12. Integrated Health Coaching
  13. Infographic: The Rise of HIAs in the United States
  14. Adopting Social, Mobile Technologies in the Healthcare Industry
Please pass this along to any of your colleagues or, better yet, have them sign up to receive their own copy and learn about our other news services.

Missed the last issue? Read it here.

Join our Online Communities:

Twitter Facebook LinkedIn YouTube Pinterest


Take our monthly e-survey:
Healthcare Case Management in 2013

You'll be emailed a synopsis of the survey results.

Interested in all open surveys? Review them here.


This week's industry news

1.) Recent Slowdown in Health Spending Growth Mostly Tied to the Economy: Study

The nation’s record slow growth of health spending in recent years is mostly tied to the economy, according to a new Kaiser Family Foundation analysis.

Get the full story.

>>Return to this week's industry news


2.) 46 Healthcare Metrics to Boost Profitability: Charting 2013 Trends

46 Healthcare Metrics to Boost Profitability: Charting 2013 Trends This resource delivers charts and tables on 46 actionable metrics carefully curated from 2012 market research data by the Healthcare Intelligence Network.




Learn more about this resource.

>>Return to this week's industry news


3.) CBO Scoring Misses Billions in Potential Savings from Obesity Prevention Programs

Current methods for estimating the costs and savings of federal health legislation miss billions of dollars in potential long-term returns from effective obesity prevention policies, according to a new study released by the Campaign to End Obesity.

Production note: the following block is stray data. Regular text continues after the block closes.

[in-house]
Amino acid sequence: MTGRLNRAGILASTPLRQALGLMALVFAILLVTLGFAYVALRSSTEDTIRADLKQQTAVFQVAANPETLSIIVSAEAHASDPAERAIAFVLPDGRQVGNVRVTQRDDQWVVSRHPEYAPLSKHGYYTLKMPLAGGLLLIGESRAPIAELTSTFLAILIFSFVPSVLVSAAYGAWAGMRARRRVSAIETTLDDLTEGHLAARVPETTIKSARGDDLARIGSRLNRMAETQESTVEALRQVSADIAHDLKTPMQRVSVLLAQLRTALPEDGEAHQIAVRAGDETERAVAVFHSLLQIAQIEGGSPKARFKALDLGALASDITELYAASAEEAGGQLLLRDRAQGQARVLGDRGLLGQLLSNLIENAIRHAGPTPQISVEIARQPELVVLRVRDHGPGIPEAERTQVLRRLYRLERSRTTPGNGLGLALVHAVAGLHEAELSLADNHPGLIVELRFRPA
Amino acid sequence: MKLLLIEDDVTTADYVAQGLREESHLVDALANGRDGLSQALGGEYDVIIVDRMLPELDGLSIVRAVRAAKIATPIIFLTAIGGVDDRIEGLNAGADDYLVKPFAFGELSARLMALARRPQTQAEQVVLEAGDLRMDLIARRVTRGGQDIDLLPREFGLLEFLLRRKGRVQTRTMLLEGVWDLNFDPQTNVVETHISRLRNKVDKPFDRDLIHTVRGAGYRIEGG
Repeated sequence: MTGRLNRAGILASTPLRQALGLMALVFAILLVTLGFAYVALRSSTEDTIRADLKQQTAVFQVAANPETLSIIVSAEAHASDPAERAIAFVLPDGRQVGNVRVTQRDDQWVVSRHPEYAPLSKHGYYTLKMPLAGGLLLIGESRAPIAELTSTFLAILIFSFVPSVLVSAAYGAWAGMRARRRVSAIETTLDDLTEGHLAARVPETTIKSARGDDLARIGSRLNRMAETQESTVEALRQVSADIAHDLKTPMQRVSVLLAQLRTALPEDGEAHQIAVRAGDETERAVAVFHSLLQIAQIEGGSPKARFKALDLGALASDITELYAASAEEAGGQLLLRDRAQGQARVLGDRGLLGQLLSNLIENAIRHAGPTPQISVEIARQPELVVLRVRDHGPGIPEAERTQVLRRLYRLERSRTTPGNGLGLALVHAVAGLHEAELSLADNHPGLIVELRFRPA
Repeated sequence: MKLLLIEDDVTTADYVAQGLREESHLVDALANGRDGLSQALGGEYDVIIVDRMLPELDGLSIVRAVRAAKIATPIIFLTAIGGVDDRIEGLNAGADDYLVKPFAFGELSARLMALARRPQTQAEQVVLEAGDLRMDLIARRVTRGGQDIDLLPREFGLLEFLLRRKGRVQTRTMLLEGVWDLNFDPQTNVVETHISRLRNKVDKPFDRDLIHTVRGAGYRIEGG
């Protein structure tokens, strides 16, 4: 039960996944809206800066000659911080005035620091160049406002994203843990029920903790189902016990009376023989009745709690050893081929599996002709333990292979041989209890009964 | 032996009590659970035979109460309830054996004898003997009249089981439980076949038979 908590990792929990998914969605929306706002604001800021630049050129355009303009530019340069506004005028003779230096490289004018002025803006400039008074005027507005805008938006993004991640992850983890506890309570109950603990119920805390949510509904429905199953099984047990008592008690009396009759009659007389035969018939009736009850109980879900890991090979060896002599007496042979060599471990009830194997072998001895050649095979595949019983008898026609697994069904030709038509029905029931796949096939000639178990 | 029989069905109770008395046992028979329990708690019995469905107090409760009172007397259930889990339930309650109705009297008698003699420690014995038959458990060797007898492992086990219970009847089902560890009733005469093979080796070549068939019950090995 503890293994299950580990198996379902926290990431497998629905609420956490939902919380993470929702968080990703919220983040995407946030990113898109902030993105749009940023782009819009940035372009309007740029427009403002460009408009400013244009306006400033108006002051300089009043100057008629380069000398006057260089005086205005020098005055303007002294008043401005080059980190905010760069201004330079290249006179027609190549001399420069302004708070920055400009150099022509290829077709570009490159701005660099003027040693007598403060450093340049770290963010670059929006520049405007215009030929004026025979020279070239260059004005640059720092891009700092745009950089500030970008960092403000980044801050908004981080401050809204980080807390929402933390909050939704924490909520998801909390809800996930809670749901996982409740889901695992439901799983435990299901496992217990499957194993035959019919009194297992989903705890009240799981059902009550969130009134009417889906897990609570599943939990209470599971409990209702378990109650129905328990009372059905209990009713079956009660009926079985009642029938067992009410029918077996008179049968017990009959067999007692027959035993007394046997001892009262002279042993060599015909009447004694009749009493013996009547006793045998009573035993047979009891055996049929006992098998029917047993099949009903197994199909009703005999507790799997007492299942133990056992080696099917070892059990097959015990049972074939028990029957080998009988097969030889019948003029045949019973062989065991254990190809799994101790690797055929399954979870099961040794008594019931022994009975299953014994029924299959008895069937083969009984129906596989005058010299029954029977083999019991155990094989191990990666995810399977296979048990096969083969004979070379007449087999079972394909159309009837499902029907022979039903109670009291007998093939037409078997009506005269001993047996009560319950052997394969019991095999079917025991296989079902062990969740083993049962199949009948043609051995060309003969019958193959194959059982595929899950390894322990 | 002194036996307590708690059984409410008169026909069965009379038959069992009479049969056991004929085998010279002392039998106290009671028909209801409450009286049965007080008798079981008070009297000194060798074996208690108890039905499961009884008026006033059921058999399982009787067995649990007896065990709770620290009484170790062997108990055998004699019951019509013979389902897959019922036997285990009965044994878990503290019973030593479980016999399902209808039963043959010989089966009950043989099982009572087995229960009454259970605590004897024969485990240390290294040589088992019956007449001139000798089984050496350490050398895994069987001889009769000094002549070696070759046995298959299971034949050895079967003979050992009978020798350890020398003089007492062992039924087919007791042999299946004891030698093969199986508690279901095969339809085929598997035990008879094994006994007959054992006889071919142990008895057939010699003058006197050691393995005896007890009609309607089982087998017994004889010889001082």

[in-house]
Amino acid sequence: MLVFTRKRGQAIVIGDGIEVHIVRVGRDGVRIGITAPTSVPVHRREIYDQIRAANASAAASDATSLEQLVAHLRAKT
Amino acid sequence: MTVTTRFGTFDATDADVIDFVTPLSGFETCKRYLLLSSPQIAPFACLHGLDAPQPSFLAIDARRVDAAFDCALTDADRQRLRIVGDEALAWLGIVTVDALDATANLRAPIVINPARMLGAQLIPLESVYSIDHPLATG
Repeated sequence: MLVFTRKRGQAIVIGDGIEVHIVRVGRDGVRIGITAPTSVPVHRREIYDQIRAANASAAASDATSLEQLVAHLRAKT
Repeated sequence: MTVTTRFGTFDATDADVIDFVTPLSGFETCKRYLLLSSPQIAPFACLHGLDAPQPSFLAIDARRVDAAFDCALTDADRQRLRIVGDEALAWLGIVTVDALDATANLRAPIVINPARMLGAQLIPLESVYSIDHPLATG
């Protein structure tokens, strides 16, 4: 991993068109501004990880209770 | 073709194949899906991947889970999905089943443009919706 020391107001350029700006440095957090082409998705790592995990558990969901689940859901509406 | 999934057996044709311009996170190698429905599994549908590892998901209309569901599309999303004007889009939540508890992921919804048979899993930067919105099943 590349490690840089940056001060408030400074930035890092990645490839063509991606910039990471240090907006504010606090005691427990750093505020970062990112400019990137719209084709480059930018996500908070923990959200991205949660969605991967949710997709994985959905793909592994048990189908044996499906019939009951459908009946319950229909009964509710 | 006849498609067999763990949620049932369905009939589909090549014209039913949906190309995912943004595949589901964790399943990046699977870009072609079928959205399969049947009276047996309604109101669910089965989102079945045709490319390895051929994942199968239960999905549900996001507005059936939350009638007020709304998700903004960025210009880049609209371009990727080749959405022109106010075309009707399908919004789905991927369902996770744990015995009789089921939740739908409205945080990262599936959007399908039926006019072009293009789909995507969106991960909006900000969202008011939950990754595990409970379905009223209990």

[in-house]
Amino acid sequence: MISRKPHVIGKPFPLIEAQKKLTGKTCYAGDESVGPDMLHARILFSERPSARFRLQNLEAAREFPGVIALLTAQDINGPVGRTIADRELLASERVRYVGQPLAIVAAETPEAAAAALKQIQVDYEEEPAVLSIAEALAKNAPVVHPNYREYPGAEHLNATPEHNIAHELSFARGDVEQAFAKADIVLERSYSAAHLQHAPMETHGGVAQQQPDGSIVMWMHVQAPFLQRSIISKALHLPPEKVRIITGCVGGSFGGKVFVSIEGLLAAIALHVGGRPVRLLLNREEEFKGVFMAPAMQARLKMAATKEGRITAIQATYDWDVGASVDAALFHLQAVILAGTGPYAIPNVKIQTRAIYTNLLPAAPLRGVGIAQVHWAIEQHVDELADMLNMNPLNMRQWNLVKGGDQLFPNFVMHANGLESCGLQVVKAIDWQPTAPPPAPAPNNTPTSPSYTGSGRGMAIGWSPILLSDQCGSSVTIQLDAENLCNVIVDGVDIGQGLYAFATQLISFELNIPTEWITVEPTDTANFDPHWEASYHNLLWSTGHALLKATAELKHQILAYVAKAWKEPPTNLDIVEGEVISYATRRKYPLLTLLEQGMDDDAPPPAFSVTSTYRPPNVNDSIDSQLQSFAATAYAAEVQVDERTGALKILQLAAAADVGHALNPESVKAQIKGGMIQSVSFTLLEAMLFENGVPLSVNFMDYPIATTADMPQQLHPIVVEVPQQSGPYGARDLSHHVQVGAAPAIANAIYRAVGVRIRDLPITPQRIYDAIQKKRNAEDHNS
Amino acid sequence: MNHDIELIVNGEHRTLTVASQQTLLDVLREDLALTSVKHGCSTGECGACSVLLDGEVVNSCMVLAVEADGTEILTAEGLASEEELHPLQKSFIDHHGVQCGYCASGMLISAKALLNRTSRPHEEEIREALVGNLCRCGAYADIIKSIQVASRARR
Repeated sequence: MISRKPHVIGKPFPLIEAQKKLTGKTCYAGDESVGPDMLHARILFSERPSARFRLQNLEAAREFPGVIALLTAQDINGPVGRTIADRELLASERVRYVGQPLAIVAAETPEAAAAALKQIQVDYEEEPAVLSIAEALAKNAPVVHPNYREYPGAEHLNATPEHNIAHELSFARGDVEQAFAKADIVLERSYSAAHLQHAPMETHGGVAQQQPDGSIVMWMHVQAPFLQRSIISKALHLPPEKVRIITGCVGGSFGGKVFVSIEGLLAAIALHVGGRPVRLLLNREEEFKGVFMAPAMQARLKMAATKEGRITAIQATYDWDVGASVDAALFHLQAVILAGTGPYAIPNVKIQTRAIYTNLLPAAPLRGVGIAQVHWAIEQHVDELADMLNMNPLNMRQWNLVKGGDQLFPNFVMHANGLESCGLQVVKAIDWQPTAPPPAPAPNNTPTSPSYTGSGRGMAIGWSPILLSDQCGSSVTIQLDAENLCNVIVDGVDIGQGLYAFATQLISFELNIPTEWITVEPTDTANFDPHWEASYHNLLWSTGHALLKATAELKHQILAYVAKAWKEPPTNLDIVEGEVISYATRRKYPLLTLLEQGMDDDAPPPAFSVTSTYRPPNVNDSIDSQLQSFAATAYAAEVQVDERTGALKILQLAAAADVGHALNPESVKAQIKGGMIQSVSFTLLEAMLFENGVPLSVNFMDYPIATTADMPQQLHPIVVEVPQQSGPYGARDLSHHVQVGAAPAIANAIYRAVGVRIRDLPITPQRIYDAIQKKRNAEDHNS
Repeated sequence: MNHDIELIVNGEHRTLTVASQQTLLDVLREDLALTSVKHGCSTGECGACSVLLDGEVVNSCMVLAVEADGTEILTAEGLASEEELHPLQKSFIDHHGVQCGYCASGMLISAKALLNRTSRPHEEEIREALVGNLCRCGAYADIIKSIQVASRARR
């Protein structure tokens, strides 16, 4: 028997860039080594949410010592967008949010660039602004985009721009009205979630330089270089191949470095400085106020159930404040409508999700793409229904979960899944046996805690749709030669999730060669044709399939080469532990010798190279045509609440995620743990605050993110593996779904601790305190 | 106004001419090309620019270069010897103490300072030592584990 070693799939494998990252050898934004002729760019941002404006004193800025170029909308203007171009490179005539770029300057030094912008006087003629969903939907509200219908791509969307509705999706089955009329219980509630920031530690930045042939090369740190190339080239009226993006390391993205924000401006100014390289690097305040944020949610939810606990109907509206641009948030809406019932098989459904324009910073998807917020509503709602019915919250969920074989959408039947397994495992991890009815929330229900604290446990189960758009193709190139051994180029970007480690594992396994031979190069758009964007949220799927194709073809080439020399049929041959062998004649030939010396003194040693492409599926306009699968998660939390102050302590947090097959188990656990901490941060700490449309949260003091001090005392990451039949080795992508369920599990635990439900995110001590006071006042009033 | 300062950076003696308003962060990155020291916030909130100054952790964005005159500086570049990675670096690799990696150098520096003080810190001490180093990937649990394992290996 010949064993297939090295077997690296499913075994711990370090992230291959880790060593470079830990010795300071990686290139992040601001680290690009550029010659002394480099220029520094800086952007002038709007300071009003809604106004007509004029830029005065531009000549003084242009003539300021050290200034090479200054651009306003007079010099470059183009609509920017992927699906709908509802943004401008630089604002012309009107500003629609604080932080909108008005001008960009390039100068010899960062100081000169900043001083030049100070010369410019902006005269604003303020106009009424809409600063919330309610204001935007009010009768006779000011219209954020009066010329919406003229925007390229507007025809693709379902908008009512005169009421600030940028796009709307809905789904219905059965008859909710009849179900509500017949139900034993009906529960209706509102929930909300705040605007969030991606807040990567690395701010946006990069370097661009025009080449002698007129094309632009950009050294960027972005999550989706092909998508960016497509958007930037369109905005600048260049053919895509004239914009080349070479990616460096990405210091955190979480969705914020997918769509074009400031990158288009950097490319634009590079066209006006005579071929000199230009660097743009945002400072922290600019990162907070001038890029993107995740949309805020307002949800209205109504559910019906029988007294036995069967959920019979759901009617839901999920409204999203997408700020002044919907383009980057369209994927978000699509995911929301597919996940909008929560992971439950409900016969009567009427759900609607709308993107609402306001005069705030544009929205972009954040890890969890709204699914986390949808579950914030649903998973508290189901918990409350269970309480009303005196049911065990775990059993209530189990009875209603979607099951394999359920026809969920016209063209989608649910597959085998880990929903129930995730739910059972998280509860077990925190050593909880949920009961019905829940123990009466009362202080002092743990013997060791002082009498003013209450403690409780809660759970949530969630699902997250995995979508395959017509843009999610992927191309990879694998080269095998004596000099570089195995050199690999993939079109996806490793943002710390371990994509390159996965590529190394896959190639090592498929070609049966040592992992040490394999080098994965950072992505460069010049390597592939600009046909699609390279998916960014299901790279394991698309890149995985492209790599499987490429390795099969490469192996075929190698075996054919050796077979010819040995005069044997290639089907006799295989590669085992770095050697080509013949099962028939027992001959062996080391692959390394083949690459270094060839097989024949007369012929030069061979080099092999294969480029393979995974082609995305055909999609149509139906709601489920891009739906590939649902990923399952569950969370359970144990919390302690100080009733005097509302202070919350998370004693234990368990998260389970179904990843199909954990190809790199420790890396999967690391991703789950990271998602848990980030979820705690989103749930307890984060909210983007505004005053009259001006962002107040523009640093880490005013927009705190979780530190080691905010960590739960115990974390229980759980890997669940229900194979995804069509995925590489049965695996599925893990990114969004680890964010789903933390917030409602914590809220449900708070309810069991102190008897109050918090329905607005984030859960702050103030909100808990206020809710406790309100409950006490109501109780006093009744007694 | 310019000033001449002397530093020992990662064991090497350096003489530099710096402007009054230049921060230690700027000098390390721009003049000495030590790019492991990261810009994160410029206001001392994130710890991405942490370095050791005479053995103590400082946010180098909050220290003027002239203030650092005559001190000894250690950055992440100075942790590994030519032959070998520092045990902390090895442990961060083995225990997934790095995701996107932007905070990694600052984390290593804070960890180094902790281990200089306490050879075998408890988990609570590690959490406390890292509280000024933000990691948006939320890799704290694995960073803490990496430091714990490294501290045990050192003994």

Get the full story.

>>Return to this week's industry news


4.) Health and Wellness Incentives: Positioning for Outcome-Based Rewards

Health and Wellness Incentives: Positioning for Outcome-Based Rewards This 45-minute webinar shares key strategies in sustaining a health and wellness incentive program and moving toward outcome-based results from John Riedel, president, Riedel & Associates Consultants, Inc.

Learn more about this resource.

>>Return to this week's industry news


5.) Healthcare Business White Paper: Medication Adherence in 2013 — Diabetes, Heart Disease Top Targets for Technologies

Medication Adherence in 2013 In its third annual Medication Adherence e-survey conducted in January 2013, HIN captured emerging trends in efforts to improve medication adherence (MA) among more than 100 healthcare organizations. According to 75 percent of survey respondents, complex patients remain the most common targets of MA programs. This HINtelligence Report provides data highlights on MA program components, the most successful tools for improving MA, and more.